Academic journal article Policy Review

The Road to (and from) the 2010 Elections

Academic journal article Policy Review

The Road to (and from) the 2010 Elections

Article excerpt

THE 2008 ELECTIONS gave the Democrats the House, the presidency, and a "filibuster proof" Senate. Pundits spoke of the election as a "game changer." Evan Thomas wrote that "Like Franklin Roosevelt in 1932 and Reagan in 1980, the Obama run of 2008 marks a real shift in real time. It is early yet, but it is not difficult to imagine that we will, for years to come, think of American politics in terms of Before Obama and After Obama." (1) According to Borsage and Greenberg: "But election 2008 was not simply a testament to the remarkable candidacy of Barack Obama, nor a product of Bush's catastrophic presidency. Rather, the results suggest that this may not be simply a change election but a sea-change election ... we may be witness to the emergence of a new progressive majority, that contrary to conservatives' claims, America is now a center-left nation." (2) Even James Carville's 40 More Years: How the Democrats Will Rule the Next Generation did not seem as outlandish when published in early 2009 as it does in the aftermath of the 2010 congressional elections.

This article examines what happened to the president and his party between the electoral zenith of November 2008 and the nadir of November 2010. We begin by reviewing an analysis that appeared in these pages early in 2009. Contrary to much commentary at the time, that analysis showed that the Obama victory was less a reflection of an electorate that had moved to the left than it was a negative judgment on the performance of the Bush administration. We extend that analysis, showing that in 2009 and 2010 the public came to view the performance of the new administration increasingly negatively, in part because of policies it pursued that did not enjoy wide popular support. In particular, we show that the administration's focus on health care and, to a lesser extent, cap and trade probably cost the Democrats their House majority. We conclude with brief speculations about the prospects that the new Republican House can make progress on its avowed goal of reducing government expenditures.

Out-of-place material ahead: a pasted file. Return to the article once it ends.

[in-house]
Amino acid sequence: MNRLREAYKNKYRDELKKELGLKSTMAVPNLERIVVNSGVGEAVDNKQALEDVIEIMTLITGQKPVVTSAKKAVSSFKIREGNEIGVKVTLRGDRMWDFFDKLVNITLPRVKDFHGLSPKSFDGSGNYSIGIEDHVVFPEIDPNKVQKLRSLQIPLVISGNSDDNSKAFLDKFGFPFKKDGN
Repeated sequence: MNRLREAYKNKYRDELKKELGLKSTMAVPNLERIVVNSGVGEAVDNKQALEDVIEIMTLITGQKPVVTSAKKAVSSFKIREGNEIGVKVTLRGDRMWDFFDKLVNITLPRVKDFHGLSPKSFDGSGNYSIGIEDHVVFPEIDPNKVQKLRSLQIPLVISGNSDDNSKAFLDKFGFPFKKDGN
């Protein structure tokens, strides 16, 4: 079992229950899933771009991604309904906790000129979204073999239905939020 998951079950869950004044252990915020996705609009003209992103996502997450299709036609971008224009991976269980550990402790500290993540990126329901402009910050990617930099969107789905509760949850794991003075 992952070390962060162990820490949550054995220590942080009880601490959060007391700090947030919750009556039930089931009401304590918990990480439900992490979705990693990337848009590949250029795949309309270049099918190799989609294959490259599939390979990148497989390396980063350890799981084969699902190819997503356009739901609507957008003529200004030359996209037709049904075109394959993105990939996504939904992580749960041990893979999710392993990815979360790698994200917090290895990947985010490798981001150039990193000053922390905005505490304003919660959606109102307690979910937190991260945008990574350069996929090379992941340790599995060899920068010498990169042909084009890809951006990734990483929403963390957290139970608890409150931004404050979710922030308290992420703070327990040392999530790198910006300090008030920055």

The road to 2008

AS WE POINTED out in our earlier article, between 2004 and 2006, numerous public opinion polls reported a significant increase in Democratic Party identifiers and a corresponding decrease in Republican identifiers. (3) Since these polls were cross-sectional snapshots, however, the causes of the change were unclear. Thus, we commissioned YouGov/Polimetrix, an internet-based poll, to sample nearly 13,000 respondents who had been in their large database since 2004. This allowed us to track change in parry identification over the four-year period and relate them to questions about the policies and performance of the Bush administration.

Figure 1 shows that 2004 Republicans who stuck with their identification in 2008 were much more likely to approve of the Bush administration's overall performance as well as its handling of the war in Iraq and the economy than were stable independents and 2004 Republicans who had moved to Independent in 2008. The latter in turn were more favorable to the administration than stable Democrats and 2004 Republicans and Independents who had moved to the Democratic side in 2008.


But while disapproval of the Bush administration was strongly associated with movement away from the Republican Party, disapproval did not indicate that voter sentiment was shifting to the left across a range of policy issues. We used the same survey to examine public positions on a set of issues where party differences were clearly evident: universal healthcare, global warming, gay marriage, abortion rights, and illegal immigration. The Republican response was coded as: oppose universal health care, think effects of global warming are overstated, oppose any legal recognition of same sex couples, allow no abortions or only in case of rape and incest, and favor deportation of illegal immigrants. Figure 2 plots the percent taking the Republican response for each of the three categories of respondents: stable Republicans, stable and new independents, stable and new Democrats. …

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